thinking
To make the body savage, one must be able to navigate their physical environment, and be able to adapt to the ever-changing situations that might, in one moment, call for the ability to pick something enormously heavy off the ground, and the next moment,  sprint for a short burst. Or run much longer if the situation calls for it. One would also need some general flexibility, agility, and of course, in order to make the body truly savage, one must have a general sense of how to choke a fool.
Some might call this approach “toxic masculinity.”  If so, please understand I am not calling for, or advocating aggression. The opposite, in fact. Rather, I’m suggesting we collectively expand and evolve the way we interface with the world. #lovewins, and stuff like that. In so doing, we simply need to recognize that we must also develop the capacity for savagery. That is, after all, what keeps us civil.

Scouts

Scouts

Boys and girls should have the same opportunities in life. In fact, I really don’t think there is a viable counter argument. Equality of opportunity between the sexes firmly belongs in the “no shit” category.  I’m posting this because the Boy Scouts will soon be the Scouts; meaning boys and girls are both admitted.  Before jumping to conclusions about my position here, please read on…  🙂

There are obvious benefits to boys and girls flying under the same Scouting banner, in that girls now get a chance to do all the cool stuff I got to do when I was a Boy Scout. Girls should absolutely be exposed to camping, fishing, tying knots, lighting the forest on fire, blowing up outhouses, and learning the vital skill of taking out swarms of mosquitoes with a cigarette lighter and a can of Off! The concept behind merit badges and attaining higher rank based on output is pretty cool too, I guess.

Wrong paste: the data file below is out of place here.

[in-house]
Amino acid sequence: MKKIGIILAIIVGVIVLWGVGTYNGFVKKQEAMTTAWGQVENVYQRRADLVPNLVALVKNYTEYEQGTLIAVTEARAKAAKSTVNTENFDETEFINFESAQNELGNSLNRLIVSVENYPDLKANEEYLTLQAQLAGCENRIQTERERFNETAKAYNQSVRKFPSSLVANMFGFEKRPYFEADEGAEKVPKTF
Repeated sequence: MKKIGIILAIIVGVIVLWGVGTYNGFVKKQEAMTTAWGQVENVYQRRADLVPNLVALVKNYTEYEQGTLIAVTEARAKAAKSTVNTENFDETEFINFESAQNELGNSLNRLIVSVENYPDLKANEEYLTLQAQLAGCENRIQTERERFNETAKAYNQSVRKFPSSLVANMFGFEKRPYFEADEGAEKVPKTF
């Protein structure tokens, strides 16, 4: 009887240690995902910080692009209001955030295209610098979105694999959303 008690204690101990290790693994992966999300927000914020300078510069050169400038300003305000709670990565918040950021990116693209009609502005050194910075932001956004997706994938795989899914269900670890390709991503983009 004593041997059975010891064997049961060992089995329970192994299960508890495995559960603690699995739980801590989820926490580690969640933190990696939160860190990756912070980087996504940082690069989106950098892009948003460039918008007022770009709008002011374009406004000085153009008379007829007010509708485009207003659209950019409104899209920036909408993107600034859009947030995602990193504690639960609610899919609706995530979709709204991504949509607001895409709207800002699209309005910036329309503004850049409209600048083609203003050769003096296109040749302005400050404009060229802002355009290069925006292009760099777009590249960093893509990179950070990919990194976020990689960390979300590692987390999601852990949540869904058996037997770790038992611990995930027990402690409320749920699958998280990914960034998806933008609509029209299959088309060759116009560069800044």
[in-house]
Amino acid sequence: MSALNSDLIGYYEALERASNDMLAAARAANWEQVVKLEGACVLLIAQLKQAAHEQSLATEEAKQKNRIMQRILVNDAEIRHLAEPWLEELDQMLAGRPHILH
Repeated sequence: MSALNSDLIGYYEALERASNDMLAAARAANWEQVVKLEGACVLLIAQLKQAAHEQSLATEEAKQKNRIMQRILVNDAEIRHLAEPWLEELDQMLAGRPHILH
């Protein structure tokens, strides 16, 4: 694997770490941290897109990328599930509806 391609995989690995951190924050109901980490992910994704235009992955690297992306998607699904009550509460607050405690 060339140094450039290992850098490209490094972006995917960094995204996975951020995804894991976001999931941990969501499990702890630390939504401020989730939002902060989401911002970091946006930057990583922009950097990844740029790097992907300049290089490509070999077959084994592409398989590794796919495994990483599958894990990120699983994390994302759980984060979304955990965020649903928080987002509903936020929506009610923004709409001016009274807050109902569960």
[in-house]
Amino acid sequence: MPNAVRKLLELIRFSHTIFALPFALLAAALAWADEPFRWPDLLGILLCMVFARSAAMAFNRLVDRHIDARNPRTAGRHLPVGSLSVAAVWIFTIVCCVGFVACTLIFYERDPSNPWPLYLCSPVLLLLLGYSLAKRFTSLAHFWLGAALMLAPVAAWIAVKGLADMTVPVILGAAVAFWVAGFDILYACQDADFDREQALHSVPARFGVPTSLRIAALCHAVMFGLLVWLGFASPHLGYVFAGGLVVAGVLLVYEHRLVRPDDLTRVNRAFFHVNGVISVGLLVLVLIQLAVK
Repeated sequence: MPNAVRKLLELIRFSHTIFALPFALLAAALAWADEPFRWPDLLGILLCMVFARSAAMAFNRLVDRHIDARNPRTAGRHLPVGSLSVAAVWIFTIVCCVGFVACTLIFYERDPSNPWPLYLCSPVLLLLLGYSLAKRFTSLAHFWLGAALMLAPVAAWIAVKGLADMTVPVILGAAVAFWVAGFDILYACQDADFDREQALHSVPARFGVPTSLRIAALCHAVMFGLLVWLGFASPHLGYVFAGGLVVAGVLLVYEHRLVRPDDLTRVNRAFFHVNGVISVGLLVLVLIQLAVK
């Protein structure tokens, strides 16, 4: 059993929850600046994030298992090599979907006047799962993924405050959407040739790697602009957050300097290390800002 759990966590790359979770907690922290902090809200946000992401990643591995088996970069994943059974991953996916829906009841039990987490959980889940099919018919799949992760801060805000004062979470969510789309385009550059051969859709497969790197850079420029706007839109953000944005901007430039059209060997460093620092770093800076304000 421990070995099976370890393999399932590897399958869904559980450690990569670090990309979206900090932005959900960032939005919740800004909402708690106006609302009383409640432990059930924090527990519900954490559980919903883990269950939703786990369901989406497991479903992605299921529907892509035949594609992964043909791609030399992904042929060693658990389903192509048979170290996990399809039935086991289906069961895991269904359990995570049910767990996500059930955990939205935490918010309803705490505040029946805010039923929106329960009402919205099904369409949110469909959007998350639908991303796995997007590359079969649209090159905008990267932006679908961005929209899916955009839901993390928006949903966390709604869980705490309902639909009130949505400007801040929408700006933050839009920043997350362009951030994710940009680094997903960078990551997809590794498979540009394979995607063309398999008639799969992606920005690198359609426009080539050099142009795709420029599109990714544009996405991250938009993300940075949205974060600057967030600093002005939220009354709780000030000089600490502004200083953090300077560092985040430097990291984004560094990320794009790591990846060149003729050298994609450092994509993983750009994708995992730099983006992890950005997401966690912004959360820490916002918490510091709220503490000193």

I’m speaking only from my personal experience and not trying to make broad claims here, but I think a lot of skills that I learned in scouting are better learned separately, unencumbered by the persistent distraction of trying to impress the opposite sex.  Johnny has a chance to learn some useful skills like finding a campsite and starting a fire.  Johnny will probably learn this stuff way more effectively if he’s not distracted; checking to see if Jenny noticed his pitched tent.  Furthermore, Jenny should be able to learn how to bait a hook without Johnny leering over her shoulder.  Most boys aren’t creeps.  Johnny, though?  Creep.

Here’s the deal… Johnny and Jenny get to see each other every day at school, go to the same parties, football games, dances, and ultimately, will have plenty of opportunity to work out the intricacies of male/female relations for the duration of their life. There is value in allowing boys and girls the option to develop along separate paths, knowing full well that those paths will eventually converge. So, in short, I’m all for equality of opportunity, and I’d up-vote an analogous, additional coed program. I simply think The Scouts meant well, but missed the mark for gender parity.

 

 

Inspiration for this blog came from The Joe Rogan Experience with guest Tim Kennedy.

Guerrilla Social Work Podcast

If you happen to check this blog, you’ve probably noticed I haven’t posted in a bit.  All my Killer J blog time has been redirected to a podcast.  I’m not done blogging, but that’s my excuse for the absence.  We’re on iTunes, Podbean, YouTube, and probably some other stuff.

Check it out!  https://www.guerrillasocialwork.org/